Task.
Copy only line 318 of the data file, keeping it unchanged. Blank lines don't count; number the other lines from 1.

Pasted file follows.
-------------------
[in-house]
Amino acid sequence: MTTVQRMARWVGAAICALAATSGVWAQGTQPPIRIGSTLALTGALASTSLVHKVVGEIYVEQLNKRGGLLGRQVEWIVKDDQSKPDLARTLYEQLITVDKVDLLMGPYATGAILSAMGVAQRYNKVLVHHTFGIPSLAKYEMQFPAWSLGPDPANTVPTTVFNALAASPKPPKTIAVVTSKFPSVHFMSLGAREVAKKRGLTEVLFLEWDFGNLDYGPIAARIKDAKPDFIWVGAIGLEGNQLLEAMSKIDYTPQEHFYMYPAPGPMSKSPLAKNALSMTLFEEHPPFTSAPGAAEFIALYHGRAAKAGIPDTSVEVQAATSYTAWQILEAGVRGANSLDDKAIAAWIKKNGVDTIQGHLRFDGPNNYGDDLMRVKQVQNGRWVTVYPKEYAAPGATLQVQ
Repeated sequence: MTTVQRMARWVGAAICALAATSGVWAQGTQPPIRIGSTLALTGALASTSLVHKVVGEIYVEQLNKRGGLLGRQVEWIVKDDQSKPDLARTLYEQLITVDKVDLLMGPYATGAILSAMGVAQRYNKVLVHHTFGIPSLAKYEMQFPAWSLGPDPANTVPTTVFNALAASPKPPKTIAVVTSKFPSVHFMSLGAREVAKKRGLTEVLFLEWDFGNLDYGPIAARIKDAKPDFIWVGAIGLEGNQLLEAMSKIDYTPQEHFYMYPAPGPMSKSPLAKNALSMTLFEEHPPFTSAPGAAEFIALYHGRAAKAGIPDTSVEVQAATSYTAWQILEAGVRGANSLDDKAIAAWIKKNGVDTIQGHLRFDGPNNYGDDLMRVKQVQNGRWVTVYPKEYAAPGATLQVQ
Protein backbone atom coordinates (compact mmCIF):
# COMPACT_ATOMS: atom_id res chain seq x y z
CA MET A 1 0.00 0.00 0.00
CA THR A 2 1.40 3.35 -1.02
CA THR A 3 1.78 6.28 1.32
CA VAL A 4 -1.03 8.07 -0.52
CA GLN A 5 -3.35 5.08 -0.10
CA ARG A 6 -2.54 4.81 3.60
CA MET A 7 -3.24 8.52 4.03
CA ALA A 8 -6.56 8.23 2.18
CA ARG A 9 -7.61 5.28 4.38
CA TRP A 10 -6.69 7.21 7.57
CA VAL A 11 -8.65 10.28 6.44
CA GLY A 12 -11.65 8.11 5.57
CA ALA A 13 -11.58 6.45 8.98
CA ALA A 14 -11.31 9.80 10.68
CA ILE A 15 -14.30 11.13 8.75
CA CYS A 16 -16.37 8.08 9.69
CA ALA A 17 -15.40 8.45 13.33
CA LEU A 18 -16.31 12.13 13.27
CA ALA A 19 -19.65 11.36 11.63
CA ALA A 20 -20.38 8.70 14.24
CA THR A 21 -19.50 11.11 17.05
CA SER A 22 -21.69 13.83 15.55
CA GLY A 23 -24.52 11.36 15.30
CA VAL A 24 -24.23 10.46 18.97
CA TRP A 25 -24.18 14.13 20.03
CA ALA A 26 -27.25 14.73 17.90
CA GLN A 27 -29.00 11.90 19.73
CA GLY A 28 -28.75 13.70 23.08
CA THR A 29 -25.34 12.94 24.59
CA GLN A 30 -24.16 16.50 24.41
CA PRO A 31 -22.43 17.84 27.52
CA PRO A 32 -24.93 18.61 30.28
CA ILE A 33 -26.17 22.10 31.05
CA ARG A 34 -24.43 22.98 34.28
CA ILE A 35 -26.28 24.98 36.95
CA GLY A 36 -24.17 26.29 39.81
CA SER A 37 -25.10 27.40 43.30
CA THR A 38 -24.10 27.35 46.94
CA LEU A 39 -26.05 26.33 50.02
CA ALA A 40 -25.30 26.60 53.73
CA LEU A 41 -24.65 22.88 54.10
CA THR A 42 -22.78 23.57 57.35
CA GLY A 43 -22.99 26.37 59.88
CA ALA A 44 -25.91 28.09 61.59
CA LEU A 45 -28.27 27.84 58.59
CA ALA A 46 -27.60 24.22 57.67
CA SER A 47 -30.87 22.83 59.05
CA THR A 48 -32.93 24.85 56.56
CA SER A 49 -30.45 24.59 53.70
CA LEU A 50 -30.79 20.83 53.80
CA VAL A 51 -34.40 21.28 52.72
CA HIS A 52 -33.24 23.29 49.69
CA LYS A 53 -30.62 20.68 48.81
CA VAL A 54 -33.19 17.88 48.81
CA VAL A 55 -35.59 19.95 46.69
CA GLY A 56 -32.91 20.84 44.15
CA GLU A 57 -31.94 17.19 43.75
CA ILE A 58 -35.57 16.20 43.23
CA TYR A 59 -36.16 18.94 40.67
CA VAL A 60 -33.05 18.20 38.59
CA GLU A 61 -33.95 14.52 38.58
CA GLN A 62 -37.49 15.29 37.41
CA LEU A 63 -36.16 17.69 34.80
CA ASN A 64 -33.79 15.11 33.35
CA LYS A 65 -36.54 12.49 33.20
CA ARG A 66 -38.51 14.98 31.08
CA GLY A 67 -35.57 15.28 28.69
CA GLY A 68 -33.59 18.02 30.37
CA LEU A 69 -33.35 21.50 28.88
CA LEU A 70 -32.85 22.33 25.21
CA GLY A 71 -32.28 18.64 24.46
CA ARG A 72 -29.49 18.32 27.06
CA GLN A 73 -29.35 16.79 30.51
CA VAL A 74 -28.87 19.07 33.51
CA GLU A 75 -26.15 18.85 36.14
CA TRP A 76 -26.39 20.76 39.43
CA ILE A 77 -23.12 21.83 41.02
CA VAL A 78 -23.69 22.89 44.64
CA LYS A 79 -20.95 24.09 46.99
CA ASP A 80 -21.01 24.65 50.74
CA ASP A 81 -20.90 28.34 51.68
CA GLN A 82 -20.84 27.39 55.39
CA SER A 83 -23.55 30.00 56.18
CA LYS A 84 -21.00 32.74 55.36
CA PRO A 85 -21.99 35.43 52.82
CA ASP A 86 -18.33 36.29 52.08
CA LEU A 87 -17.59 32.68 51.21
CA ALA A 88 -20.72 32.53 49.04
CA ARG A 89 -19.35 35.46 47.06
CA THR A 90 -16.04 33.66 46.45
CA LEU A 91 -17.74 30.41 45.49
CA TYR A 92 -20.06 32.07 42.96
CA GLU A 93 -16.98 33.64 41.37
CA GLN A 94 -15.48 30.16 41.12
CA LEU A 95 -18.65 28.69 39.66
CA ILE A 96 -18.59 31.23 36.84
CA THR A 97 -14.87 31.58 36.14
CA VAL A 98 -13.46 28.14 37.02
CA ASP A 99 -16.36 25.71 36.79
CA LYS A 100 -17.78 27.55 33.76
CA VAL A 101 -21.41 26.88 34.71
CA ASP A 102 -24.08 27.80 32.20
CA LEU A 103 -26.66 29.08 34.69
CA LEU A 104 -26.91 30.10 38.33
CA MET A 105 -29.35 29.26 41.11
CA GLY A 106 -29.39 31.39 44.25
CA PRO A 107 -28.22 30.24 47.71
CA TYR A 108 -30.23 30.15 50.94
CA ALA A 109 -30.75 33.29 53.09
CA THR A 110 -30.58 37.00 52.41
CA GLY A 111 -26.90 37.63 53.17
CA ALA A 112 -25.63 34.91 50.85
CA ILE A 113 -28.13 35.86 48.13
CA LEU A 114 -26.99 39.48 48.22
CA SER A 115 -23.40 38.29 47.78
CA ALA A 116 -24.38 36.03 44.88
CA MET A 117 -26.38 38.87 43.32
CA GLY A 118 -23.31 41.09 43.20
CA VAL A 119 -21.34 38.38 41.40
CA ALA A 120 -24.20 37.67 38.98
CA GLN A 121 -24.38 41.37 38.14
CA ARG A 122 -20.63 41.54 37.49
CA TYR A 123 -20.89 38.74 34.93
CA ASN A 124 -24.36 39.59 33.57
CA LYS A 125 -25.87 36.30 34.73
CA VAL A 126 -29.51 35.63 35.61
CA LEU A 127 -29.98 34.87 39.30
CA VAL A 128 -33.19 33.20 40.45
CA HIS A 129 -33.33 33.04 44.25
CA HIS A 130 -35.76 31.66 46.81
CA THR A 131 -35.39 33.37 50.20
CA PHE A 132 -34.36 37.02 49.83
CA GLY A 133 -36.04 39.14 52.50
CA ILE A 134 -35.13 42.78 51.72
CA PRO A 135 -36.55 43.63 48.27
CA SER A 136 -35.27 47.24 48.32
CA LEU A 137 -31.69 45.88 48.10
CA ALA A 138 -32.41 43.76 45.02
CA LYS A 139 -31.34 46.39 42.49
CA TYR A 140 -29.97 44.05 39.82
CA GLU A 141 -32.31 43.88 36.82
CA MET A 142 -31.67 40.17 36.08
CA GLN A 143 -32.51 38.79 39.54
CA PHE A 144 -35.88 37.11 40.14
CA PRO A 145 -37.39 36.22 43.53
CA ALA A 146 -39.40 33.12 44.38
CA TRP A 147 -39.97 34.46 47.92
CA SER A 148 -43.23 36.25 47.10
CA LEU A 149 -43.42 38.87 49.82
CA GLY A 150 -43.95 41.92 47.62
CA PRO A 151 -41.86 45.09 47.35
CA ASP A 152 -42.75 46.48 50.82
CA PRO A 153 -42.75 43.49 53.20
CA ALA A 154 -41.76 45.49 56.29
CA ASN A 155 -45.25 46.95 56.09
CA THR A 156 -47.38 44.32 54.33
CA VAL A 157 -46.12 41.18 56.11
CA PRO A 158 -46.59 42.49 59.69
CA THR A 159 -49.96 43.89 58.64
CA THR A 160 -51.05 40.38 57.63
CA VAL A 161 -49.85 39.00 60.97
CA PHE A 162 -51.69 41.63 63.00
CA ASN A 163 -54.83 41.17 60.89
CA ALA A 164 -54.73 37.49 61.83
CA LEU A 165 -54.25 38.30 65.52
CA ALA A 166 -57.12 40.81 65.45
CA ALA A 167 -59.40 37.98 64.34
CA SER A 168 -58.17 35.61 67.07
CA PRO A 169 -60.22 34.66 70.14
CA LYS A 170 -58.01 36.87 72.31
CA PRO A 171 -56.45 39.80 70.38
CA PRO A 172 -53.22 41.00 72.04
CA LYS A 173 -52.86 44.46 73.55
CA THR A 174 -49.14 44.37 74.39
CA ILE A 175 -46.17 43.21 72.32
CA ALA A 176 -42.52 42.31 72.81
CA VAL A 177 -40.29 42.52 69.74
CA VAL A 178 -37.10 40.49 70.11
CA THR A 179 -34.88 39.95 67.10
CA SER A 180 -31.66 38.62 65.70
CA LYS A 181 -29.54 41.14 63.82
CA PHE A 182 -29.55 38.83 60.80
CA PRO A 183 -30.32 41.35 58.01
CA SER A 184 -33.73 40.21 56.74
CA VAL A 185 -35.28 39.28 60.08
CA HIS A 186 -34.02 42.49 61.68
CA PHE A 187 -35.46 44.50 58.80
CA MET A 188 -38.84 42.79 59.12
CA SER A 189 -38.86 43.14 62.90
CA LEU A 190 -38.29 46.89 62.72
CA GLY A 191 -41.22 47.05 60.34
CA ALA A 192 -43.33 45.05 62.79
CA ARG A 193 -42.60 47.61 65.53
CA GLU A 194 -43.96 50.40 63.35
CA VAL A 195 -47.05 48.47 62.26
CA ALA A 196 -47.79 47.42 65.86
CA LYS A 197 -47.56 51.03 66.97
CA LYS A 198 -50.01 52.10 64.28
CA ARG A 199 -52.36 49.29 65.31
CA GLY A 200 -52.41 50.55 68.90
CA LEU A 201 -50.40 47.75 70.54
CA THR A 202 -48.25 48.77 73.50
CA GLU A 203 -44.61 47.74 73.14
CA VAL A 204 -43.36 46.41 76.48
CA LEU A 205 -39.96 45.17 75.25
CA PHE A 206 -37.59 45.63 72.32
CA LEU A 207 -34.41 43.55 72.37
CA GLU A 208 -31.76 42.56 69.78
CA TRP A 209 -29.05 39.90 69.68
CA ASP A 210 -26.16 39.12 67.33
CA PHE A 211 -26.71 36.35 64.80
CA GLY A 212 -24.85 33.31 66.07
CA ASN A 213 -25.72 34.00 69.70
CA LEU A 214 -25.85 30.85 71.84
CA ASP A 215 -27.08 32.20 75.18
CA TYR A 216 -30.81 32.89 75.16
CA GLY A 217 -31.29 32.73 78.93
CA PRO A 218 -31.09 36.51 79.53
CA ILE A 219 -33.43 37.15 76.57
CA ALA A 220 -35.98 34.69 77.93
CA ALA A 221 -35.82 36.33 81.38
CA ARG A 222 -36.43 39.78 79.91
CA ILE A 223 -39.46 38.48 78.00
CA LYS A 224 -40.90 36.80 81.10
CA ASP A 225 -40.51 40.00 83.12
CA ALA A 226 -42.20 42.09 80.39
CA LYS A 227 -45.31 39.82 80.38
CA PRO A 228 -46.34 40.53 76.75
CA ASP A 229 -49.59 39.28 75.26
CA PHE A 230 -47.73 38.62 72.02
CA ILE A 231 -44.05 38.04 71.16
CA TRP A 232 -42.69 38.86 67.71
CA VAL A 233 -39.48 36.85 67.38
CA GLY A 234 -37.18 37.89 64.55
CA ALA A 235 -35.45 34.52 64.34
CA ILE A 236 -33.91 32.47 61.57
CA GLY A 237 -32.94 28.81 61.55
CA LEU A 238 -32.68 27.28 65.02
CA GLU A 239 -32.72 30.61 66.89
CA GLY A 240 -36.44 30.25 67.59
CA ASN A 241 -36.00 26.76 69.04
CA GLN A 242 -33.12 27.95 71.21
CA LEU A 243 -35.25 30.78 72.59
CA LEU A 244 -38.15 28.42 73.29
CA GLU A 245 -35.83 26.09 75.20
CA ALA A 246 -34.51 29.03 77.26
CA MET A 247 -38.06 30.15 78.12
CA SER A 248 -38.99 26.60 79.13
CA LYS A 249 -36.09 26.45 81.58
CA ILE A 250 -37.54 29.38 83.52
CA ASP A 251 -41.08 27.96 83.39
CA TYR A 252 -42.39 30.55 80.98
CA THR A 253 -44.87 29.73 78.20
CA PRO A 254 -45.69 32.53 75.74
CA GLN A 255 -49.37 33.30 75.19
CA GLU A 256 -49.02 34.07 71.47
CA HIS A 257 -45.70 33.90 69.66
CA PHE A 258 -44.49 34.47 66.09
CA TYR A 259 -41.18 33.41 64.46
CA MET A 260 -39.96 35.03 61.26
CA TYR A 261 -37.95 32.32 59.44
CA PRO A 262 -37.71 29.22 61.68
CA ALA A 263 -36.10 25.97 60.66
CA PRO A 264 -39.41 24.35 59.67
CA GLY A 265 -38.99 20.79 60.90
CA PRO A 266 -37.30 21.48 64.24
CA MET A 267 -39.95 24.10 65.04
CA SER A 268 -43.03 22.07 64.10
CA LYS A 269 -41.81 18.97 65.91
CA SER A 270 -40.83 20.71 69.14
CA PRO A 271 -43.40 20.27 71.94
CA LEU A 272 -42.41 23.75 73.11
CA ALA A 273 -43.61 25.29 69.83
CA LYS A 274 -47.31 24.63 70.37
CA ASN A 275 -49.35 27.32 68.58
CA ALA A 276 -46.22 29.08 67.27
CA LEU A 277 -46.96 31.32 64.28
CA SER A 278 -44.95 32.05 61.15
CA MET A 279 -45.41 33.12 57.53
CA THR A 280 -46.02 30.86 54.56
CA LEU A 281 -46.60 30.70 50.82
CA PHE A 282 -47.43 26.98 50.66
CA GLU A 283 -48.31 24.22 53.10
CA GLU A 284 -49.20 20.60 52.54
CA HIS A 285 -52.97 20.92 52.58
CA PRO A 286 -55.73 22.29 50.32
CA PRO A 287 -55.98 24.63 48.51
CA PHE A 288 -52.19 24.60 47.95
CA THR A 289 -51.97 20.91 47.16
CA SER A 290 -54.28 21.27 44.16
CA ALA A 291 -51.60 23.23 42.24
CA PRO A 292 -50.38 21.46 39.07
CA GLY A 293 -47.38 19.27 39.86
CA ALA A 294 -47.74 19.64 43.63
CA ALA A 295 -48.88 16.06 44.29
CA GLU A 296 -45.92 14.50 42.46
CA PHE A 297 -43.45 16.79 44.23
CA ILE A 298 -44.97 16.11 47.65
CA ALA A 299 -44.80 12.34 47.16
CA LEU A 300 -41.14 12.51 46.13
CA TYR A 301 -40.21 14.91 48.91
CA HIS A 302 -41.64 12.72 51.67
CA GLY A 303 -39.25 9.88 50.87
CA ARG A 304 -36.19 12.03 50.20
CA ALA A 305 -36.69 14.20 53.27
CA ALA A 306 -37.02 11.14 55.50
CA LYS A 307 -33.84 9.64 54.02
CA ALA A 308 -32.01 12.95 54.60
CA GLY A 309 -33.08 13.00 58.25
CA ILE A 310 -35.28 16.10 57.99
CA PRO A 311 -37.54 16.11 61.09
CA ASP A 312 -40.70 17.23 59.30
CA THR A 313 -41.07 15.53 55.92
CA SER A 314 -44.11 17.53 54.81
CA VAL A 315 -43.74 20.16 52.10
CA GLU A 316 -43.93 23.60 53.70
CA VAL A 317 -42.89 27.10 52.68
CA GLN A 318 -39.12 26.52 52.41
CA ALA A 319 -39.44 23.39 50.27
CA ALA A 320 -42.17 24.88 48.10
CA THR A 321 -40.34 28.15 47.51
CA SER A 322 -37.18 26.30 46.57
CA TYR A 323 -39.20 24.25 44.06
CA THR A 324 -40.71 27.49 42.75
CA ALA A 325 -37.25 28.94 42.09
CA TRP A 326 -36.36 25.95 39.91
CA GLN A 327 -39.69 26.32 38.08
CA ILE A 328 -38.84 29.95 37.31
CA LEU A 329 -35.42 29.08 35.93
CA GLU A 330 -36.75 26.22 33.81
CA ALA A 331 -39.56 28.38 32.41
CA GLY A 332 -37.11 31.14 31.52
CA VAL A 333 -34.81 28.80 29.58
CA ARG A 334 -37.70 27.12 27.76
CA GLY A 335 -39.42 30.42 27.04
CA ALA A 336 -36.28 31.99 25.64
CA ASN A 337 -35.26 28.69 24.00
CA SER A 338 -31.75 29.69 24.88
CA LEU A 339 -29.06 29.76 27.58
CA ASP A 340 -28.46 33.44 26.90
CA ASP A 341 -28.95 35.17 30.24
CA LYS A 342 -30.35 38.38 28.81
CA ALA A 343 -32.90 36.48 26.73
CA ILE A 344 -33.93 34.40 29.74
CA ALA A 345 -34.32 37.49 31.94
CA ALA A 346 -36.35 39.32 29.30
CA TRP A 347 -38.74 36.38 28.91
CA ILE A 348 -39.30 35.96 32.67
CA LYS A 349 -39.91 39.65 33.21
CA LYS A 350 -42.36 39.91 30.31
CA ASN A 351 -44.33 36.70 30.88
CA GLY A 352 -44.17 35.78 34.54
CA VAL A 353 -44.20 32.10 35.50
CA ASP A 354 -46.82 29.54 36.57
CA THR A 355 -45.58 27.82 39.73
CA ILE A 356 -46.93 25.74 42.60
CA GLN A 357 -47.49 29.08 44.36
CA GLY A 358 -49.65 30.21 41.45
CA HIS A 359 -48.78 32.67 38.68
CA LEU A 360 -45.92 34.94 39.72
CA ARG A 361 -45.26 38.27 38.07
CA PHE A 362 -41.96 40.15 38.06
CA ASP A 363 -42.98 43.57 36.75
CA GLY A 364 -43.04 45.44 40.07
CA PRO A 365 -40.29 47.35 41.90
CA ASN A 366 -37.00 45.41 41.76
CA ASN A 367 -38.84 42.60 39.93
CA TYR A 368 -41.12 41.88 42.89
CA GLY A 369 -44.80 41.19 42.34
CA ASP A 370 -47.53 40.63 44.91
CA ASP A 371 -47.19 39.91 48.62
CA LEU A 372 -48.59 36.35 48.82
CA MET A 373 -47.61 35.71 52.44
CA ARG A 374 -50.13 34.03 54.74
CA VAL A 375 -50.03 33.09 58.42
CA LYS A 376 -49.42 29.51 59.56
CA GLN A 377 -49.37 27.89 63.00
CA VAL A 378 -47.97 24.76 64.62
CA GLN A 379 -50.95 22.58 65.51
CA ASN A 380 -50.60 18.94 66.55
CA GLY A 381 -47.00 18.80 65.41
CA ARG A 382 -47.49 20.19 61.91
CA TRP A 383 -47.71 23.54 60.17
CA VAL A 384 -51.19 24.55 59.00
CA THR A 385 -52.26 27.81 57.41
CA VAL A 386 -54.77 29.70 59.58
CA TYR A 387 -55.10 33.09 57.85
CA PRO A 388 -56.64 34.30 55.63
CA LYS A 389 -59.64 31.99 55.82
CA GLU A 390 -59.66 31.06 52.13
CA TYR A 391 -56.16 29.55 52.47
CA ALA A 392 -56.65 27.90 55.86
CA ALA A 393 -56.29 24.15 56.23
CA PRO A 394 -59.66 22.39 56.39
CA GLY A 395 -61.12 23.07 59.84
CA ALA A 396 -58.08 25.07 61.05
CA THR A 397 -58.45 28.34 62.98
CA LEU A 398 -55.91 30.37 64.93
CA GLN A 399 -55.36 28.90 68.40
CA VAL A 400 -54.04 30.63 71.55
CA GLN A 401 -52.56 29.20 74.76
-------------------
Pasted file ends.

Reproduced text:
CA THR A 313 -41.07 15.53 55.92